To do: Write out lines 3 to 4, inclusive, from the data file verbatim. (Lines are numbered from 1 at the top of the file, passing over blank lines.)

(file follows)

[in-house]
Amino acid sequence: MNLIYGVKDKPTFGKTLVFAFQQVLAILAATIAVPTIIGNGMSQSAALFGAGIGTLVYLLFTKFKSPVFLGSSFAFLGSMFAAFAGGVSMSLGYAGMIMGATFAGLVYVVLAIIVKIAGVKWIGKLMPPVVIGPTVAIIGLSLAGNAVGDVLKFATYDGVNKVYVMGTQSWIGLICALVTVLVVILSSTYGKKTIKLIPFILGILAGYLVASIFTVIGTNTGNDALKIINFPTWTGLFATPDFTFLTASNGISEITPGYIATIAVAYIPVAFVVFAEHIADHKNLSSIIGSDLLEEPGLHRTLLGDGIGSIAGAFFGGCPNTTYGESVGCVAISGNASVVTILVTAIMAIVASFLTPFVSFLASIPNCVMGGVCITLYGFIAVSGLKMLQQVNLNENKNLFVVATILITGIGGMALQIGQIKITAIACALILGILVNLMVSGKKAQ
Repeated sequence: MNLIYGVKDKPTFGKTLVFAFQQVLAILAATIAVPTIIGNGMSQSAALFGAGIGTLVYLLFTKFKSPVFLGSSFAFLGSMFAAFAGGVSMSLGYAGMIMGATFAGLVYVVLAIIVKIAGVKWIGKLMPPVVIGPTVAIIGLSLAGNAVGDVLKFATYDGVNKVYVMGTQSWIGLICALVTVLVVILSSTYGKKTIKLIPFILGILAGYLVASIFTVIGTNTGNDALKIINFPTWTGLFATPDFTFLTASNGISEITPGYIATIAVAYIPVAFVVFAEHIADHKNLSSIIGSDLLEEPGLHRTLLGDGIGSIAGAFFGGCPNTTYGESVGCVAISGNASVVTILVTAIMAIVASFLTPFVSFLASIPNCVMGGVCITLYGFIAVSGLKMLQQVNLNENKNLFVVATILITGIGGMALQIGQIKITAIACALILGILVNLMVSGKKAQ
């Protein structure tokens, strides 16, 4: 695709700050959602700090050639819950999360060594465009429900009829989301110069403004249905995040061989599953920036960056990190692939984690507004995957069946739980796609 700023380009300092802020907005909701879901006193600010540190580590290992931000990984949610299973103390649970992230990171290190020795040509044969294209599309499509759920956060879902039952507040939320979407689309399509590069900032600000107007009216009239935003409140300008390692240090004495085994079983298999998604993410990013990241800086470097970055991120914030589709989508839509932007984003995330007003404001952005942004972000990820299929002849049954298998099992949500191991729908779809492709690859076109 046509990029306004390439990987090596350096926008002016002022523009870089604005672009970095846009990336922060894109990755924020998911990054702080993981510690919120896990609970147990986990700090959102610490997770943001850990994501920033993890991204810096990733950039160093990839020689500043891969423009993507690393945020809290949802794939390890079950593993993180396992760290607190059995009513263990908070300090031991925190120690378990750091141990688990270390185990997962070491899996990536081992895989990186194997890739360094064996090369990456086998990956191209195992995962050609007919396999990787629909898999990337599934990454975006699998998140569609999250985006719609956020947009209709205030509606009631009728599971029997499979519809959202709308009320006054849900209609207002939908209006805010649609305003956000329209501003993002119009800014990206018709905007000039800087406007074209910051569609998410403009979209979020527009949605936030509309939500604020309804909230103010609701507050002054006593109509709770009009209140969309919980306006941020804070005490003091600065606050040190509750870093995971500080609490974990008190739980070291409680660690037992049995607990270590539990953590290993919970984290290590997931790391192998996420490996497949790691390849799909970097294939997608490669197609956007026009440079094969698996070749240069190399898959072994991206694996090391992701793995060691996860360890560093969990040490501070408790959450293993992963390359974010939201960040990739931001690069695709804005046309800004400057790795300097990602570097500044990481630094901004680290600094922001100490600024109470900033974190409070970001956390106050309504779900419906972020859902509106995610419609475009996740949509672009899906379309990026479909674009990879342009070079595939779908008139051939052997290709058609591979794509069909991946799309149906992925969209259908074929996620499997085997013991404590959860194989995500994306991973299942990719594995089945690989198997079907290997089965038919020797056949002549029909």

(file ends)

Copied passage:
Repeated sequence: MNLIYGVKDKPTFGKTLVFAFQQVLAILAATIAVPTIIGNGMSQSAALFGAGIGTLVYLLFTKFKSPVFLGSSFAFLGSMFAAFAGGVSMSLGYAGMIMGATFAGLVYVVLAIIVKIAGVKWIGKLMPPVVIGPTVAIIGLSLAGNAVGDVLKFATYDGVNKVYVMGTQSWIGLICALVTVLVVILSSTYGKKTIKLIPFILGILAGYLVASIFTVIGTNTGNDALKIINFPTWTGLFATPDFTFLTASNGISEITPGYIATIAVAYIPVAFVVFAEHIADHKNLSSIIGSDLLEEPGLHRTLLGDGIGSIAGAFFGGCPNTTYGESVGCVAISGNASVVTILVTAIMAIVASFLTPFVSFLASIPNCVMGGVCITLYGFIAVSGLKMLQQVNLNENKNLFVVATILITGIGGMALQIGQIKITAIACALILGILVNLMVSGKKAQ
């Protein structure tokens, strides 16, 4: 695709700050959602700090050639819950999360060594465009429900009829989301110069403004249905995040061989599953920036960056990190692939984690507004995957069946739980796609 700023380009300092802020907005909701879901006193600010540190580590290992931000990984949610299973103390649970992230990171290190020795040509044969294209599309499509759920956060879902039952507040939320979407689309399509590069900032600000107007009216009239935003409140300008390692240090004495085994079983298999998604993410990013990241800086470097970055991120914030589709989508839509932007984003995330007003404001952005942004972000990820299929002849049954298998099992949500191991729908779809492709690859076109 046509990029306004390439990987090596350096926008002016002022523009870089604005672009970095846009990336922060894109990755924020998911990054702080993981510690919120896990609970147990986990700090959102610490997770943001850990994501920033993890991204810096990733950039160093990839020689500043891969423009993507690393945020809290949802794939390890079950593993993180396992760290607190059995009513263990908070300090031991925190120690378990750091141990688990270390185990997962070491899996990536081992895989990186194997890739360094064996090369990456086998990956191209195992995962050609007919396999990787629909898999990337599934990454975006699998998140569609999250985006719609956020947009209709205030509606009631009728599971029997499979519809959202709308009320006054849900209609207002939908209006805010649609305003956000329209501003993002119009800014990206018709905007000039800087406007074209910051569609998410403009979209979020527009949605936030509309939500604020309804909230103010609701507050002054006593109509709770009009209140969309919980306006941020804070005490003091600065606050040190509750870093995971500080609490974990008190739980070291409680660690037992049995607990270590539990953590290993919970984290290590997931790391192998996420490996497949790691390849799909970097294939997608490669197609956007026009440079094969698996070749240069190399898959072994991206694996090391992701793995060691996860360890560093969990040490501070408790959450293993992963390359974010939201960040990739931001690069695709804005046309800004400057790795300097990602570097500044990481630094901004680290600094922001100490600024109470900033974190409070970001956390106050309504779900419906972020859902509106995610419609475009996740949509672009899906379309990026479909674009990879342009070079595939779908008139051939052997290709058609591979794509069909991946799309149906992925969209259908074929996620499997085997013991404590959860194989995500994306991973299942990719594995089945690989198997079907290997089965038919020797056949002549029909």